Telnet is pretty cool.

Now processing most of the Telnet protocol!
Now processing most of the Telnet protocol!

A few evenings ago, I noticed a bunch of garbage coming on from an Ethernet connection on the Arduino when a new connection was made to the example server code. This garbage turns out to be part of the Telnet protocol. There are various escape sequences (some of which are quite large) that flow across the connection, and must be handled else they pollute the data stream.

I began writing some code to do this, and like many tangents I get on, it has led me down quite the rabbit hole of discovery. My first stop was this very helpful web page that explained a bit about how Telnet works:

I then proceeded to read the RFC documents about Telnet, and learn more details:

RFC 854 covers the Telnet protocol. This document is from 1983, which is the year I was writing my *ALL RAM* BBS system which I recently ported to the Arduino. There are other RFCs that cover specific aspects of Telnet, such as all the various Options that can be set.

Initially, I created something very simple that just “ate” all the Telnet escape codes. This is small code, and should be used on any Arduino sketch that expects someone to be able to Telnet in to the device. I will finish it and post it here, or as a sample on the Arduino webpage in the Playground area.

I soon learned there were even more codes than what I first learned, so I went and found more complete references:

Even after that, I still have a few others I can generate (from the PuTTY terminal program) and see but I haven’t found good documentation on them yet. (I just know it has an option in PuTTY to send special sequences, and I went through all of them to make sure I was handling them correctly.) I have learned quite a bit about Telnet in the past few days. It’s pretty neat.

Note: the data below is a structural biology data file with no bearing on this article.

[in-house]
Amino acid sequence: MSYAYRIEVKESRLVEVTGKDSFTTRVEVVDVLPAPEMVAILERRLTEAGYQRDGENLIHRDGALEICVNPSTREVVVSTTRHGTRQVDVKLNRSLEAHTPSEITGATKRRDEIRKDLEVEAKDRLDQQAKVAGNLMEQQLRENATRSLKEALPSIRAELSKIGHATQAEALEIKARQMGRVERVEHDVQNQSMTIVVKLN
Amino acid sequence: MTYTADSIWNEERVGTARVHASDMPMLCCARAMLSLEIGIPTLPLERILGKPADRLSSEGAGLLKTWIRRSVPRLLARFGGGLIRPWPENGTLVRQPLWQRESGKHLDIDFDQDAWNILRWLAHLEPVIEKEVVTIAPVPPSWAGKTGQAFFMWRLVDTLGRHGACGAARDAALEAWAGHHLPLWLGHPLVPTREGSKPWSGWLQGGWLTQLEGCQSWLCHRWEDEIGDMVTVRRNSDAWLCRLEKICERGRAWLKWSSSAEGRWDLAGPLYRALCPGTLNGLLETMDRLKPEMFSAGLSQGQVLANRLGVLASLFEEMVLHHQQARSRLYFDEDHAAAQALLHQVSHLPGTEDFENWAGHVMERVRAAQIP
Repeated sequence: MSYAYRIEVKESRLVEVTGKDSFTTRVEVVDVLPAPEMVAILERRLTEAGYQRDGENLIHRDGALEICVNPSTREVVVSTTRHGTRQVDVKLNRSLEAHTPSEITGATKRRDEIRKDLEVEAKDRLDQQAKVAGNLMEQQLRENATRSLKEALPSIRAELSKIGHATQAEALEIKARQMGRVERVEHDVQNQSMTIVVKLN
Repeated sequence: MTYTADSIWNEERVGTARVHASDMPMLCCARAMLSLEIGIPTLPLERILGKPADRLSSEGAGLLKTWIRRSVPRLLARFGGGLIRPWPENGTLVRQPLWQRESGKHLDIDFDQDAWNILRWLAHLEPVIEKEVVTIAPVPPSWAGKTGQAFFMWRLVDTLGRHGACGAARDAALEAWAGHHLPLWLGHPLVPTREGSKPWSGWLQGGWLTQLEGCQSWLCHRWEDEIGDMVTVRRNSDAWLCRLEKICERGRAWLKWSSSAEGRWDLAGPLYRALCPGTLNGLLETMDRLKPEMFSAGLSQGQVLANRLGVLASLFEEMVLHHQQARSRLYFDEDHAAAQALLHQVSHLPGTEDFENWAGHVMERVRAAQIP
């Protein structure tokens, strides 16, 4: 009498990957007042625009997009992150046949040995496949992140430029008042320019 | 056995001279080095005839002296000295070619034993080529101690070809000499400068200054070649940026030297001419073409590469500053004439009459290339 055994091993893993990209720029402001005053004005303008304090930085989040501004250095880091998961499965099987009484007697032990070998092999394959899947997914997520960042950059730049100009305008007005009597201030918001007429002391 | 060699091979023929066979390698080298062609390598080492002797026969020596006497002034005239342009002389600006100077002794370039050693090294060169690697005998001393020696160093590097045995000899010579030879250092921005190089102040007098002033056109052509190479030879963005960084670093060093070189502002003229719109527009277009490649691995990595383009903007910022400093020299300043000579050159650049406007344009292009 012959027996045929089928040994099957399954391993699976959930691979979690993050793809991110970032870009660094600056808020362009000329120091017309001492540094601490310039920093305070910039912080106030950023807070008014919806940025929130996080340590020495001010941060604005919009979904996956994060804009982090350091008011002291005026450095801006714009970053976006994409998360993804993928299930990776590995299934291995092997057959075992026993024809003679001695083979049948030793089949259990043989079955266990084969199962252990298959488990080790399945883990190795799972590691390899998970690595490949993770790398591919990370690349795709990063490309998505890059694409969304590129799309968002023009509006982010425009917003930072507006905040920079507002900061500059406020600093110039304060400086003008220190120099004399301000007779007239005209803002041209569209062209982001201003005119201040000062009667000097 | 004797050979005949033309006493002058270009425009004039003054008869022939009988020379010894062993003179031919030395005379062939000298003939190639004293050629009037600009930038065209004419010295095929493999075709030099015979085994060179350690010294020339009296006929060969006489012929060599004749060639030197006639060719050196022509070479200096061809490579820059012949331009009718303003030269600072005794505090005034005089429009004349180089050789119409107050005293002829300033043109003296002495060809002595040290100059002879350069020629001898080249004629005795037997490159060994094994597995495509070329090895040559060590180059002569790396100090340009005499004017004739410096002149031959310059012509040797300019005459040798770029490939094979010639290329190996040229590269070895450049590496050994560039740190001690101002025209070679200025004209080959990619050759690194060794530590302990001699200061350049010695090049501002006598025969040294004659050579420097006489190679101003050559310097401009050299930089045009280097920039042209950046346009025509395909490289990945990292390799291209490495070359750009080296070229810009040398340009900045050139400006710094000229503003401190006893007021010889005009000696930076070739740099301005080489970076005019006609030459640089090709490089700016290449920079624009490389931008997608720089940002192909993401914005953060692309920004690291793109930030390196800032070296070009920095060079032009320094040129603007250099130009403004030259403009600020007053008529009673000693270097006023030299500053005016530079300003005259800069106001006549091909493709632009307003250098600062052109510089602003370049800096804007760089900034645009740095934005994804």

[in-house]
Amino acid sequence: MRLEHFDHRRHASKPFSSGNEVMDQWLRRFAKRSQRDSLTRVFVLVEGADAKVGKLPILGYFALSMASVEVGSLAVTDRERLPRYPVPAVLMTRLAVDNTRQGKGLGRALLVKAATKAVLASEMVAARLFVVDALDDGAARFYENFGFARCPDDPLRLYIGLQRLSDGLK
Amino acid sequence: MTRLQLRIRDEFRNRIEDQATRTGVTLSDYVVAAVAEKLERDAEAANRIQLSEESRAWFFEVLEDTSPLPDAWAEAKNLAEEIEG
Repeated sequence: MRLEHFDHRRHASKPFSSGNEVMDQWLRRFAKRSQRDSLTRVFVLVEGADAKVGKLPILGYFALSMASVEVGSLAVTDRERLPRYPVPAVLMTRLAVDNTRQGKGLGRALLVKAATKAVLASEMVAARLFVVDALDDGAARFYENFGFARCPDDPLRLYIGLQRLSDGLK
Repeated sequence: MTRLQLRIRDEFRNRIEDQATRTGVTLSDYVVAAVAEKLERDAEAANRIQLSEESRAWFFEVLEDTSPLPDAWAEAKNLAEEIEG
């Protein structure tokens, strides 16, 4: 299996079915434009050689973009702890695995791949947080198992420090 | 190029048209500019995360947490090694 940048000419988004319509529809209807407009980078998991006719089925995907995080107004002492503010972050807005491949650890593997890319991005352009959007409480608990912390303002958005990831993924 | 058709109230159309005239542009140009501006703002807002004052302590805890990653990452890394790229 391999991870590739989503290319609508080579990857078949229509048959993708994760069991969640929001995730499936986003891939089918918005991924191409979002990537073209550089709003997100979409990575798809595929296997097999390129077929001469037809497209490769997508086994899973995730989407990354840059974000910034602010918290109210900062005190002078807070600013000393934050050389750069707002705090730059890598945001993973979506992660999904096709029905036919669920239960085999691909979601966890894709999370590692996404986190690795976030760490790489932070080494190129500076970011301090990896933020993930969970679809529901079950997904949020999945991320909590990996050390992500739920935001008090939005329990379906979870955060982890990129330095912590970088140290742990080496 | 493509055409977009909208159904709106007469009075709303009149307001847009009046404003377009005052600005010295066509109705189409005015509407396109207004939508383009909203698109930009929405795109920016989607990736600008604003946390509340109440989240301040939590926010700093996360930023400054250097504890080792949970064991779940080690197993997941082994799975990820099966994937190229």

So, I am now working on two things. One is a simple EthernetServer filter that will take care of the most simple bits of Telnet. I will make it so that can be compiled out, so it’s just a “eat all the Telnet escape sequences” thing, for sketches that are very tight on space.

The bigger project is the seTelnetServer. It’s a klunky name, but it follows that naming conventions I used back when I was coding 6809 assembly language utilities for the OS-9 operating system. seTelnetServer is going to be a more complete Telnet implementation, with (conditionally compiled out) the ability to emit all the protocol debug information on the console (for those curious). I am planning on supporting some of the basic features I see various Telnet clients try to set — line versus character mode, echo and things like that. It will have hooks in the code where you can modify it and handle more if you need to. For instance, do you want to do something with the BRK sequence? Or Suspend?

I am packaging this together in to a very simple-to-use server sketch that might be as easy to use as this:

void setup()
telnetInit(23); // Initialize, listening on port 23

void loop()
Serial.print("Waiting for connection:");
telnetInput(buffer, 80); // Read up to 80 characters.
// do stuff...
telnetPrint("Hello, user!");

The “telnetInput()” routine would take care of listening for a new connection, if there wasn’t one, and then read input from the user (handling Telnet protocol). If they disconnect, it would return a code that could be used to detect that and reset.

I have a rough version of this working. I even added the ability (with my Ethernet library fixes) for it to receive other connections while it is handling the first one and inform them that “The system is in use. Please try back later.” And, there is even an “offline” mode, so if the operator decides to log in via serial console, it will disable the Ethernet (again, giving those who connect a “System is offline” message) while the operator is using it.

Sounds like fun. And when I am done, I plan to end up writing some Telnet software for the CoCo as well (though that has already been done for the DriveWire project).

More to come…

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